NAR’s IRS 990 Form for 2022 won’t be publicly available until next year, so how much the trade group is currently paying its executives and leadership is unknown. NAR started paying its leadership team in 2008. Between 2008 and 2021, NAR paid its presidents an average of $260,292 annually.

“Each year, NAR voluntarily presents a remuneration report to the Finance Committee which provides total compensation for NAR’s CEO and senior vice presidents,” Williams said.

“The report, completed to ensure executive compensation is appropriate, is not required of trade associations. However, NAR has elected to conduct this analysis and provide the report to promote transparency. It is also important to note that compensation figures for NAR’s Leadership Team reflect the provision of administrative stipends and the value of various travel benefits deemed taxable by the IRS.”

Compensation comparables

When compared to other real estate-related trade groups, NAR’s CEO compensation is not much higher than the median.

Mortgage Bankers Association of America $2,064,539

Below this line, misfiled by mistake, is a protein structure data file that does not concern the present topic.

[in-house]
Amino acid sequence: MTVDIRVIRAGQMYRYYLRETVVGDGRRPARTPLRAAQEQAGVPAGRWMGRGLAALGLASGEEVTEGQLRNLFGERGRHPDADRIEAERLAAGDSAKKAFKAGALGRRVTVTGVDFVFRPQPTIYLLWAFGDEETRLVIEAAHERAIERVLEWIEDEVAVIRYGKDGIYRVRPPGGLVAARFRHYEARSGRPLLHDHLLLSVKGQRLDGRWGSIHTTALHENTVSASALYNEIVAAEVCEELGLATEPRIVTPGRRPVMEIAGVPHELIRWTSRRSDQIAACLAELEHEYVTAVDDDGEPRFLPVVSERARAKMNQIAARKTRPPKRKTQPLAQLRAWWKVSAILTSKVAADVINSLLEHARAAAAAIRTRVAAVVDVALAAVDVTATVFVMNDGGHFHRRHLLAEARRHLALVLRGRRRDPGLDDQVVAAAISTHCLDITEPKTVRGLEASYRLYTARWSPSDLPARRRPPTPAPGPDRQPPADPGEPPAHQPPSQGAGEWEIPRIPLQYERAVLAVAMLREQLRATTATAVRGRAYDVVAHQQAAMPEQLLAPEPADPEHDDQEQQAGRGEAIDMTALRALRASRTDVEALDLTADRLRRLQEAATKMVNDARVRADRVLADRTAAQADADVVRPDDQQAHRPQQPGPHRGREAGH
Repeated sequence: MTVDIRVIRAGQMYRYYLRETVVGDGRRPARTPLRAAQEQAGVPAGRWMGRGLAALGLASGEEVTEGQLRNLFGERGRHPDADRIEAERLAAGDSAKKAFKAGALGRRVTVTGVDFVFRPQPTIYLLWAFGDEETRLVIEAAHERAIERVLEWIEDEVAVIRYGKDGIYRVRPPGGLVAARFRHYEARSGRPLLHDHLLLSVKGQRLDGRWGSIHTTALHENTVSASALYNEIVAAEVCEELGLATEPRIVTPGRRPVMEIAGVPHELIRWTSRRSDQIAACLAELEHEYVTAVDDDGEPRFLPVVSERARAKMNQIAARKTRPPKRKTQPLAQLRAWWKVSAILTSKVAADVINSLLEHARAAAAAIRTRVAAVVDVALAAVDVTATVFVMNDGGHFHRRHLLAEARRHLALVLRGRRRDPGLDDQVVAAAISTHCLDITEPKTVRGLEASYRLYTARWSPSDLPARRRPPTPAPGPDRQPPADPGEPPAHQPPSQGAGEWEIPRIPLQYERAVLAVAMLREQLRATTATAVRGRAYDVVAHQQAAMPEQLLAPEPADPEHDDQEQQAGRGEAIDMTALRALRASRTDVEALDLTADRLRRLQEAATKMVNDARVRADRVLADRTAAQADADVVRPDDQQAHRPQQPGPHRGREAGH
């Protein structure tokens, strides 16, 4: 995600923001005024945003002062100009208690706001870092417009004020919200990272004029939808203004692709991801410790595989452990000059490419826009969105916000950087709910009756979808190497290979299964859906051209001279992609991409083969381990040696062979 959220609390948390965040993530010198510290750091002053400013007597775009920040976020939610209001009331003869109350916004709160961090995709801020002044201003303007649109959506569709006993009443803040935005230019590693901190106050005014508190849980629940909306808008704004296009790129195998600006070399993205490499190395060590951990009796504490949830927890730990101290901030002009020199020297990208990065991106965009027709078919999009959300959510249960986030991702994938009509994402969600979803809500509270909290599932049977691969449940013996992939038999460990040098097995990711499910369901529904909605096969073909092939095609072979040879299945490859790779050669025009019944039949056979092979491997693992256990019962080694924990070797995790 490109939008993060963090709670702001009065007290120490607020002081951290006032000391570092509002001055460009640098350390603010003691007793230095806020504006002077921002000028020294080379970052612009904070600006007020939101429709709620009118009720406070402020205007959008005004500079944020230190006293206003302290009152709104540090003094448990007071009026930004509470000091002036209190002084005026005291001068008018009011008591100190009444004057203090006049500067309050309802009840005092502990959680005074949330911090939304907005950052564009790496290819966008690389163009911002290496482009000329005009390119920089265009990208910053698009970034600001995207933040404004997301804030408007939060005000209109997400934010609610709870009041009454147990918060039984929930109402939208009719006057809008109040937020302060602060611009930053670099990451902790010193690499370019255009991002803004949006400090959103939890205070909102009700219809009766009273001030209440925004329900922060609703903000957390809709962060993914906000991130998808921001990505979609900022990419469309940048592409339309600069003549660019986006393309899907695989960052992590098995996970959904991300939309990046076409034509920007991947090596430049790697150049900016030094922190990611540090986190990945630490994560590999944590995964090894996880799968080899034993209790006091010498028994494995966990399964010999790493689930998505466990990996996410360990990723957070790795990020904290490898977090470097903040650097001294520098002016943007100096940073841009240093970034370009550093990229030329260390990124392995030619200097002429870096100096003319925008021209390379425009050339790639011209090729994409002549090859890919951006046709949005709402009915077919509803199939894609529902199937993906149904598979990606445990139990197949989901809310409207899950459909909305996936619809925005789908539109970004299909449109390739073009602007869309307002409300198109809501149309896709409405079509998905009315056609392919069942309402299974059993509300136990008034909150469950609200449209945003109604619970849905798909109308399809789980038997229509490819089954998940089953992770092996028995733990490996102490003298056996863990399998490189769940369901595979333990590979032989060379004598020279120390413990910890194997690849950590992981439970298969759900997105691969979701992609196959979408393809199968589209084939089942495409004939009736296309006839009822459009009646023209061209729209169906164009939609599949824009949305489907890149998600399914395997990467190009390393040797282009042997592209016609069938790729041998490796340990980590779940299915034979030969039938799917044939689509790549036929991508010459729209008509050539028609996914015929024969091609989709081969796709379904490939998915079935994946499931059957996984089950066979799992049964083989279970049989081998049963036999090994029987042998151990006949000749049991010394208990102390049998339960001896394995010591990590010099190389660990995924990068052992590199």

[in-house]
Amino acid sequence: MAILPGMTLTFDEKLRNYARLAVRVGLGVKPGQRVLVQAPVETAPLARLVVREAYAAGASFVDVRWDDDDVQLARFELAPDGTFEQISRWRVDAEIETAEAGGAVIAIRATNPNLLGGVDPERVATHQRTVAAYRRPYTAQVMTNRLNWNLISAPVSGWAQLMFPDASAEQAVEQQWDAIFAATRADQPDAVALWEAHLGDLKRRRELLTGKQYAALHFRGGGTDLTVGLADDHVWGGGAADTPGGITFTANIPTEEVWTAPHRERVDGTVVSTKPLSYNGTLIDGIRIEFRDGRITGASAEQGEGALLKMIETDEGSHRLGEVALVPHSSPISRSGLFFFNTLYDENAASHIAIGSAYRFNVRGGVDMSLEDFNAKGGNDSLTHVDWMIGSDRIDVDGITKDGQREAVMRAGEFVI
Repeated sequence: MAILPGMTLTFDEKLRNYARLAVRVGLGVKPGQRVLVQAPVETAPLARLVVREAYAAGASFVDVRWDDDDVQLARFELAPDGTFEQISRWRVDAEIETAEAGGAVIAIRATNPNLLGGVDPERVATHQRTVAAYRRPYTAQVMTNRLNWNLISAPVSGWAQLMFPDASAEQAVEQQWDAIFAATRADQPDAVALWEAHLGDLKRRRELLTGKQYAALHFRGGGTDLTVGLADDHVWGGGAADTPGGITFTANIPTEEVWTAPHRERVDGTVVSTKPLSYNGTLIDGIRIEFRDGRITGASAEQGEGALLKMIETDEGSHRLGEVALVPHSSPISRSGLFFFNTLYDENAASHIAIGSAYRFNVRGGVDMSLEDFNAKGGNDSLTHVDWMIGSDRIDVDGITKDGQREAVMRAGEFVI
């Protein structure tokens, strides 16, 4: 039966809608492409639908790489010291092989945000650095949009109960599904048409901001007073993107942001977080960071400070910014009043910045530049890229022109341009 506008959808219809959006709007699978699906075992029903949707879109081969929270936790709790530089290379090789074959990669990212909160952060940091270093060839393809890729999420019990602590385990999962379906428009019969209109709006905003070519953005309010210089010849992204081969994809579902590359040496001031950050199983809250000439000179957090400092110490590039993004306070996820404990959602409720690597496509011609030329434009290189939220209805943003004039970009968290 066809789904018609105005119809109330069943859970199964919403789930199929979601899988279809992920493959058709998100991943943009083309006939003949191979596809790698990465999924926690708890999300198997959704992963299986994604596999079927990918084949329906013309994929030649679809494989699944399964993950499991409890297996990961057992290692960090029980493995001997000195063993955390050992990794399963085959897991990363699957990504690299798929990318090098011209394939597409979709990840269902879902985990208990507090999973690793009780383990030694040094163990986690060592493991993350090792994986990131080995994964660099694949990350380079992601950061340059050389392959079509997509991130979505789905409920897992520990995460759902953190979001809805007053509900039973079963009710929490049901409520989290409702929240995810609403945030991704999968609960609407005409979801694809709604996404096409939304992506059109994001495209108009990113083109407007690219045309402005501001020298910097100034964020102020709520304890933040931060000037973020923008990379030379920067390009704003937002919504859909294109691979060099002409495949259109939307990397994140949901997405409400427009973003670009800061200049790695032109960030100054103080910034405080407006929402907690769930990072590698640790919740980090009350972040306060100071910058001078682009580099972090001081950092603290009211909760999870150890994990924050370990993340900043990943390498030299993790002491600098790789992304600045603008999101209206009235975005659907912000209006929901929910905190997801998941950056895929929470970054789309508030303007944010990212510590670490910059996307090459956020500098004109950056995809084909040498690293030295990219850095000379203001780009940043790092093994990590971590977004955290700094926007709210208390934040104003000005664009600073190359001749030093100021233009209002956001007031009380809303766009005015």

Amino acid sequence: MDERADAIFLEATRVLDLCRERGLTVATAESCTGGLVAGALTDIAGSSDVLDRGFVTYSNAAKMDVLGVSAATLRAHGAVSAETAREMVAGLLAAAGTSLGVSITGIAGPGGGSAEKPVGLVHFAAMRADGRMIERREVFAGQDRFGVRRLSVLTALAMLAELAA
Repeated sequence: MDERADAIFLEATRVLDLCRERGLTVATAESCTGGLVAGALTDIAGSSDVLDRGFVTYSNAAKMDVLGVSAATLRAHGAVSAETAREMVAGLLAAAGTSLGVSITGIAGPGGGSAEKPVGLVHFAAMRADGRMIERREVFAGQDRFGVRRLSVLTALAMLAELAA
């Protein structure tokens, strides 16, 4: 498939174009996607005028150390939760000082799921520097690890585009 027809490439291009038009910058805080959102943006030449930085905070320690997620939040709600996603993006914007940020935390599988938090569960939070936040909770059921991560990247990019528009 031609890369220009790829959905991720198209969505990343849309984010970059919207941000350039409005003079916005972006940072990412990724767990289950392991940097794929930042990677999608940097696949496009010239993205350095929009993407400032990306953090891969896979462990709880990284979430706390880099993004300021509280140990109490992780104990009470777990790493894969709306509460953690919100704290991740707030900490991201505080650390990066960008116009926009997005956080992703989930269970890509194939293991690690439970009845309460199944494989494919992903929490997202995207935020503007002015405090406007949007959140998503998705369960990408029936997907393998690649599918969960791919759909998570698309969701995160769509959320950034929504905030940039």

National Association of Home Builders of the United States $2,125,864
Independent Community Bankers of America $1,663,257
National Association of Real Estate Investment Trust Inc. $2,459,896
Real Estate Roundtable Inc. $2,211,184
The International Council of Shopping Centers $3,045,125
Median $2,168,524

Source: IRS 990 Forms for 2021

When asked for other trade organizations that NAR could be compared to, NAR sent Inman the following list for the next five largest trade associations, which Inman was unable to independently verify. When compared to these trade groups, NAR’s CEO compensation is quite a bit lower than the median.

2021 CEO Compensation
United States Chamber of Commerce $9,211,428
American Petroleum Institute $3,905,692
American Bankers Association $4,832,923
American Chemical Society $1,204,315
National Rifle Association $1,143,868
Median $3,905,692

Source: IRS 990 Forms for 2021

“Overall, NAR’s compensation philosophy targets the market median when determining executive compensation while also factoring in individual and organizational performance, internal equity, and prudency determined by our outside compensation consultant,” Williams said.

“While NAR is the largest trade association in the nation, its compensation rates land in the middle of the trade association market. As with most tax-exempt organizations, staffing costs represent the largest expense category of NAR, at just under 30 percent of our association’s total, annual expenses.”